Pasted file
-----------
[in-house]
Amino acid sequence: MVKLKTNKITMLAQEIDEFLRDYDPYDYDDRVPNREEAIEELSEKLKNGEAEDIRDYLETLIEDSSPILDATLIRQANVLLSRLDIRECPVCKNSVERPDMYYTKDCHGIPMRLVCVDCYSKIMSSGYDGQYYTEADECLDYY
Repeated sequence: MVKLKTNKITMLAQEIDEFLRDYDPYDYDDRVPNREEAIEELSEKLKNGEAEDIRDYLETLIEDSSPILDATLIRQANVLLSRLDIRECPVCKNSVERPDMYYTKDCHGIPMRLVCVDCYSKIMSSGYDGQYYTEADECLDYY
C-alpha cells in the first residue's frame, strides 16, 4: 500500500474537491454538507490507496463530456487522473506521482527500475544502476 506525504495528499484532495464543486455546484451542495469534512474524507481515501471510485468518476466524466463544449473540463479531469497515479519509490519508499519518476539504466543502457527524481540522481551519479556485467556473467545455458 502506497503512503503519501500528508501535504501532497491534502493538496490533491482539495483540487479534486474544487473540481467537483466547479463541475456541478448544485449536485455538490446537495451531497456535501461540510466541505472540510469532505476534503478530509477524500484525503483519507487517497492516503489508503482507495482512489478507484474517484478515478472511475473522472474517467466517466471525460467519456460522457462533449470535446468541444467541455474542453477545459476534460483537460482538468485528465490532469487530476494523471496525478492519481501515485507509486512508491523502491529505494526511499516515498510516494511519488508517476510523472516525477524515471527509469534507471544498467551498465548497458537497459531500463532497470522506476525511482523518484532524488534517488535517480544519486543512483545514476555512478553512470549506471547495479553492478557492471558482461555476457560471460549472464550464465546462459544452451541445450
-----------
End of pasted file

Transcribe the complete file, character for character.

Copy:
[in-house]
Amino acid sequence: MVKLKTNKITMLAQEIDEFLRDYDPYDYDDRVPNREEAIEELSEKLKNGEAEDIRDYLETLIEDSSPILDATLIRQANVLLSRLDIRECPVCKNSVERPDMYYTKDCHGIPMRLVCVDCYSKIMSSGYDGQYYTEADECLDYY
Repeated sequence: MVKLKTNKITMLAQEIDEFLRDYDPYDYDDRVPNREEAIEELSEKLKNGEAEDIRDYLETLIEDSSPILDATLIRQANVLLSRLDIRECPVCKNSVERPDMYYTKDCHGIPMRLVCVDCYSKIMSSGYDGQYYTEADECLDYY
C-alpha cells in the first residue's frame, strides 16, 4: 500500500474537491454538507490507496463530456487522473506521482527500475544502476 506525504495528499484532495464543486455546484451542495469534512474524507481515501471510485468518476466524466463544449473540463479531469497515479519509490519508499519518476539504466543502457527524481540522481551519479556485467556473467545455458 502506497503512503503519501500528508501535504501532497491534502493538496490533491482539495483540487479534486474544487473540481467537483466547479463541475456541478448544485449536485455538490446537495451531497456535501461540510466541505472540510469532505476534503478530509477524500484525503483519507487517497492516503489508503482507495482512489478507484474517484478515478472511475473522472474517467466517466471525460467519456460522457462533449470535446468541444467541455474542453477545459476534460483537460482538468485528465490532469487530476494523471496525478492519481501515485507509486512508491523502491529505494526511499516515498510516494511519488508517476510523472516525477524515471527509469534507471544498467551498465548497458537497459531500463532497470522506476525511482523518484532524488534517488535517480544519486543512483545514476555512478553512470549506471547495479553492478557492471558482461555476457560471460549472464550464465546462459544452451541445450